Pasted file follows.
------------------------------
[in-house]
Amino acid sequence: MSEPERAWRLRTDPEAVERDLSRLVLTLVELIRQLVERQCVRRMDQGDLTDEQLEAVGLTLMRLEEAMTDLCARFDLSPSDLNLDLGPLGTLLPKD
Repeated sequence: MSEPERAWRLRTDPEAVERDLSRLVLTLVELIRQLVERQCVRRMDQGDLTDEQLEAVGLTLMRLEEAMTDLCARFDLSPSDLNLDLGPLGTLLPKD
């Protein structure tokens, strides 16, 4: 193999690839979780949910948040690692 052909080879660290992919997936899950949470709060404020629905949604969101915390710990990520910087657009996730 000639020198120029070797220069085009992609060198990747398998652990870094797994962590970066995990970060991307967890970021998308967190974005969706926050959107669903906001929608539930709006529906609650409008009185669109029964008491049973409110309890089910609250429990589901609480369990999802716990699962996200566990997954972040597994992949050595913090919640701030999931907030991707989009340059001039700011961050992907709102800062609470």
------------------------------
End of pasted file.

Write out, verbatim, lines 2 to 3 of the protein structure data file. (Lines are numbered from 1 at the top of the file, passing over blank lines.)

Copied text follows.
Amino acid sequence: MSEPERAWRLRTDPEAVERDLSRLVLTLVELIRQLVERQCVRRMDQGDLTDEQLEAVGLTLMRLEEAMTDLCARFDLSPSDLNLDLGPLGTLLPKD
Repeated sequence: MSEPERAWRLRTDPEAVERDLSRLVLTLVELIRQLVERQCVRRMDQGDLTDEQLEAVGLTLMRLEEAMTDLCARFDLSPSDLNLDLGPLGTLLPKD